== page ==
Search result: 27 articles

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Year 2010 x
Discussion

Access_open Plugging the Legitimacy Gap? The Ubiquity of Human Rights and the Rhetoric of Global Constitutionalism

Journal Netherlands Journal of Legal Philosophy, Issue 3 2010
Keywords global constitutionalism, legitimacy, human rights, Neil Walker, post-state democracy
Authors Morag Goodwin
AbstractAuthor's information

    This paper approaches Walker’s work from the perspective of the ubiquity of human rights language within the rhetoric of global constitutionalism. Building on Walker’s description of the relationship between constitutionalism and democracy, what I wish to suggest is that the spread of human rights discourse is intimately connected with attempts to apply constitutional discourse beyond the state. By highlighting the way in which human rights have become place-takers for political legitimacy in discussions of international constitutionalism, the paper is intended to challenge Walker to state his own position more forcefully and to develop further his insight concerning the irresolvable tension in the iterative relationship between constitutionalism and democracy.


Morag Goodwin
Morag Goodwin is Assistant Professor of Law and Development at the Tilburg Institute for Law, Technology and Society at Tilburg Law School, the Netherlands.
Article

Report of the 53rd Colloquium on the Law of Outer Space in Prague, Czech Republic, October 2010

Colloquium Report

Journal International Institute of Space Law, Issue 6 2010
Authors M. Sánchez-Aranzamendi, I. Marboe, M. Mineiro e.a.

M. Sánchez-Aranzamendi

I. Marboe

M. Mineiro

K. Reinhardt

M. Sundahl
Article

Space Procurement: A European Toolbox

Recent Developments in Space Law

Journal International Institute of Space Law, Issue 5 2010
Authors S. Hobe, M. Hofmannova and J. Wouters

S. Hobe

M. Hofmannova

J. Wouters
Article

The Legal Issues Surrounding the Near Earth Space

The Current Status of the Rule of Law with Regard to Space Activities

Journal International Institute of Space Law, Issue 4 2010
Authors A. Ito

A. Ito

Stephen Waddams
Goodman/Schipper Professor of Law, University of Toronto.
Article

Is Selling Land on the Moon Allowed in China?

30 Years of the Moon Agreement: Perspectives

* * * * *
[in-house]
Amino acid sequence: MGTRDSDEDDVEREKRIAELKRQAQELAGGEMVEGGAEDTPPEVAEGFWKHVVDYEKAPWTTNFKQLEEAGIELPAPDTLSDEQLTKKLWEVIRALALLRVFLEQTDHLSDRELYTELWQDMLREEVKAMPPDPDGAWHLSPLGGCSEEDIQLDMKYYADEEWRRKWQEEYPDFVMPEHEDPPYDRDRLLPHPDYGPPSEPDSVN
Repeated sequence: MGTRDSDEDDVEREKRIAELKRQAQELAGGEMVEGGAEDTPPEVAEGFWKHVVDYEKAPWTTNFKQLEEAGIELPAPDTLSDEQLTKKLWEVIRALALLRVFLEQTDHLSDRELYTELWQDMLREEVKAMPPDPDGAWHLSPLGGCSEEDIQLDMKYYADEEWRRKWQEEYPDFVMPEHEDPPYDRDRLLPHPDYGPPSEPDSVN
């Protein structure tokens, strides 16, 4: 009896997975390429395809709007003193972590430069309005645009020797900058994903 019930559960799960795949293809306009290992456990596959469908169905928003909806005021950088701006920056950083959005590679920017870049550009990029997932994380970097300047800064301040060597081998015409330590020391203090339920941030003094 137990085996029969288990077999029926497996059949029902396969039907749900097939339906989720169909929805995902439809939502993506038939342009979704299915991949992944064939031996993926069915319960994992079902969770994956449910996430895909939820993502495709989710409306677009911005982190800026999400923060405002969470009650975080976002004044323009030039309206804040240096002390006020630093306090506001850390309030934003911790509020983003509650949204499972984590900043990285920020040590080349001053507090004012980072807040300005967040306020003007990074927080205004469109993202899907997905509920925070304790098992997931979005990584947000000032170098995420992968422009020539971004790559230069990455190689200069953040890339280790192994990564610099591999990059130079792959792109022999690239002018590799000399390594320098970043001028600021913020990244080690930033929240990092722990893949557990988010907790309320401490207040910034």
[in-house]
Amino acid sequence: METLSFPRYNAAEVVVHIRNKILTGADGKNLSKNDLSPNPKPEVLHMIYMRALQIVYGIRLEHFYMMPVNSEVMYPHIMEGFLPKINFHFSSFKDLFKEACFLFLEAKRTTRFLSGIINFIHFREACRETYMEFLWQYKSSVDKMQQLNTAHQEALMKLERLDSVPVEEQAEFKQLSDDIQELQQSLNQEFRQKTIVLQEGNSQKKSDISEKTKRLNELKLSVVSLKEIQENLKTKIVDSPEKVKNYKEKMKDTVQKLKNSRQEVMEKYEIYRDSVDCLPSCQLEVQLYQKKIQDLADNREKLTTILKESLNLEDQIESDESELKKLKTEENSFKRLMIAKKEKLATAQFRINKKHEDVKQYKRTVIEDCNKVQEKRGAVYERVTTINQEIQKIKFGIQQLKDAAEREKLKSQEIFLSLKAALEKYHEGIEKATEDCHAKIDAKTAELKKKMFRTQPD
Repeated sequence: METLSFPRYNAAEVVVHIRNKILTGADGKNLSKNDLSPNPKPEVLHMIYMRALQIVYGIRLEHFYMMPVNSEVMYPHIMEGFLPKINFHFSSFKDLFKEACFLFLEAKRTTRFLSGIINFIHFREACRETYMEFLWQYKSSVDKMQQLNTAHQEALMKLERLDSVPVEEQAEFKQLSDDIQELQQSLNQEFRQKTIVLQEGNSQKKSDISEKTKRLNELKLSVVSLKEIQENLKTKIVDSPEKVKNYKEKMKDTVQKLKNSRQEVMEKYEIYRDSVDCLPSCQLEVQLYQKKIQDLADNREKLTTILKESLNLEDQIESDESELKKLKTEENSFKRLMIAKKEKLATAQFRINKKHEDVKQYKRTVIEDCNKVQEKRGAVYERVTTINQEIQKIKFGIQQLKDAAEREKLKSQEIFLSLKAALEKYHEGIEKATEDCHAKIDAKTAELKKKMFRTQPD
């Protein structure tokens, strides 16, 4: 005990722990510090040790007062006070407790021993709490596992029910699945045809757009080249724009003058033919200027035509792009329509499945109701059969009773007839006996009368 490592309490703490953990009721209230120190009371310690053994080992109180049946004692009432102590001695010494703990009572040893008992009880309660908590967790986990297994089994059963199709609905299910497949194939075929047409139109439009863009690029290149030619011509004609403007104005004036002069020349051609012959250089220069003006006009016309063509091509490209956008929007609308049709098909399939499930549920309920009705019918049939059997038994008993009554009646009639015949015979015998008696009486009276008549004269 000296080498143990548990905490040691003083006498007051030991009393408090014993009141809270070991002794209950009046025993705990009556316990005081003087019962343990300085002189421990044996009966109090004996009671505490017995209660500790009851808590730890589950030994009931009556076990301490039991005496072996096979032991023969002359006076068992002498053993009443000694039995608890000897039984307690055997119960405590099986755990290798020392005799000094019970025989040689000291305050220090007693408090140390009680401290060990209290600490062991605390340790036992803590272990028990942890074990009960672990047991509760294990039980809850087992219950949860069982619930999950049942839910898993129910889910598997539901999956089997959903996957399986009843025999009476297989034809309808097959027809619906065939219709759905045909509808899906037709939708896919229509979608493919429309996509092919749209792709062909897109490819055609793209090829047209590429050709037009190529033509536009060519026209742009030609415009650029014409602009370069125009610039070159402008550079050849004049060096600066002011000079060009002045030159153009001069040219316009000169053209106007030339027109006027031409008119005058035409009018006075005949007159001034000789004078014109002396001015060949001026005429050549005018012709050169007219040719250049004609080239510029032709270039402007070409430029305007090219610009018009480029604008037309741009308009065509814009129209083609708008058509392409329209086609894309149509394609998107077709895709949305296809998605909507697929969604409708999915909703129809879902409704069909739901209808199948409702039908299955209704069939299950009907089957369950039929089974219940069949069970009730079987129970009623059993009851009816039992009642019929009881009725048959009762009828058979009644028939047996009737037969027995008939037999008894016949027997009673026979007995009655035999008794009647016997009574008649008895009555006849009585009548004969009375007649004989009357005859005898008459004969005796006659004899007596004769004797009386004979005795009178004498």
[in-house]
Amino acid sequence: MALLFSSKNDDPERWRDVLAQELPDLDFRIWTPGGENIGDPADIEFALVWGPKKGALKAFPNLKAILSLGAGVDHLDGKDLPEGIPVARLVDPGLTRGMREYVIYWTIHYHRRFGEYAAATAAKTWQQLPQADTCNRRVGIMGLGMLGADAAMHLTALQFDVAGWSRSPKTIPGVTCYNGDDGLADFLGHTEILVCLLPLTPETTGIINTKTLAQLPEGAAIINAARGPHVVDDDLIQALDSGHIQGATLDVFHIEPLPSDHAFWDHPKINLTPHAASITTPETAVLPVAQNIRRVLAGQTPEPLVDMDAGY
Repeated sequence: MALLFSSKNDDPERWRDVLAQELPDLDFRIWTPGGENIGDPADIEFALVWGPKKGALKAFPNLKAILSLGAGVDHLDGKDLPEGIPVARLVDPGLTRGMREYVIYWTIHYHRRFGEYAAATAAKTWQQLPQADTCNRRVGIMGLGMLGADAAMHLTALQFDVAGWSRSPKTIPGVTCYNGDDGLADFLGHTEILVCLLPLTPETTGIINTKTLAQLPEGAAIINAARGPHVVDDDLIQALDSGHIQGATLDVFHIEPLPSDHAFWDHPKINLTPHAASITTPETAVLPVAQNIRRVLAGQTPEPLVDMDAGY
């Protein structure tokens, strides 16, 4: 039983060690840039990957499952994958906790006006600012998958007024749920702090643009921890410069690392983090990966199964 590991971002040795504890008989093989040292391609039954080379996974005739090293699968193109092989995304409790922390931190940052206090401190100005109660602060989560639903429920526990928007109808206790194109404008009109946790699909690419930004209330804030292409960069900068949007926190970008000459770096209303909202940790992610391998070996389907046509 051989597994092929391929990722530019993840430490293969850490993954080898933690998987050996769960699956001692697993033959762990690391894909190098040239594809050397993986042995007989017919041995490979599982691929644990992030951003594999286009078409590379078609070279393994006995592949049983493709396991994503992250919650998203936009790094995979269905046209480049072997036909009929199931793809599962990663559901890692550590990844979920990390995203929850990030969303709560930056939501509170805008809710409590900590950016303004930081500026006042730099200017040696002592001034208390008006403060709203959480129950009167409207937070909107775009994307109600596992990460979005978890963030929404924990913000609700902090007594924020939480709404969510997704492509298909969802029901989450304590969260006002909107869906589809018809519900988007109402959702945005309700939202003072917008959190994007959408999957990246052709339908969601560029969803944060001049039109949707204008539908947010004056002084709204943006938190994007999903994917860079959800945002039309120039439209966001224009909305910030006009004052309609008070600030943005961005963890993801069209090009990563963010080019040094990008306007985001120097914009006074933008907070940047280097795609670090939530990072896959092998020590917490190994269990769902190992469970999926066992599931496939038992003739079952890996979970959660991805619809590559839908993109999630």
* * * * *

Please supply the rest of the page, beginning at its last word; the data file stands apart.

Journal International Institute of Space Law, Issue 2 2010
Authors Y. Ling

Y. Ling
Article

Women Can and Should Have It Both Ways

Finding a Balance Between the EU’s New Law on Maternity Leave and American Maternity Provisions

Journal European Journal of Law Reform, Issue 3-4 2010
Keywords European Union, maternity leave, family, work
Authors Amy Lai
AbstractAuthor's information

    This paper critiques the EU’s new la won maternity leave by contextualizing it in the historical development of EU law as well as in feminist criticism. It arguaes in favour of generous paid maternity leave provisions based on economic and psychological arguments. It then examines the likely impact of an extension of maternity leave a the EU level on member states. Finally, it studies the Family and Medical Leave Act of the United States to reveal the insufficiencyof its maternity leave provisions, especially when compared to the generous provisions in current EU law. This paper arrives at the conclusion that new mothers, be they Europeans or Americans, can and should be able to reconcile their wort and family obligations.


Amy Lai
Amy Lai is a student at Boston College Law School and holds a Ph.D. from Cambridge. The author would like to express her gratitude to Professor Sophie Robin-Olivier for her comments on the draft.
Article

Karlsruhe v. Lisbon

An Overture to a Constitutional Dialogue from an Estonian Perspective

Journal European Journal of Law Reform, Issue 3-4 2010
Keywords constitutional dialogue, Karlsruhe decision, supranationalism
Authors Tanel Kerikmae and Katrin Nyman-Metcalf
Abstract

    The article uses the 2009 decision of the German Constitutional Court on the Lisbon Treaty as a basis for an analysis of the relationship between EU law and Member State law, especially Member State constitutions. The authors argue that an uncritical openness of Member States to supremacy of EU law and the interpretations made of it by the European Court of Justice is not necessary but rather an analytical attitude towards the development of EU with active legal argumentation to protect the rule of law – a deliberative supranationalism. A constitutional dialogue between Member States and the EU is the best protection and promoter of rule of law. The constitutional discussions in Estonia are used as an illustration of the balancing of national constitutional principles and supremacy or EU law.


Tanel Kerikmae

Katrin Nyman-Metcalf
Practice

Bicameralism or Unicameralism

A Case of the United Kingdom and Uganda

Journal European Journal of Law Reform, Issue 3-4 2010
Keywords unicameralism, bicameralism, legislative system of Uganda, legislative system of the UK
Authors Esther Majambere
AbstractAuthor's information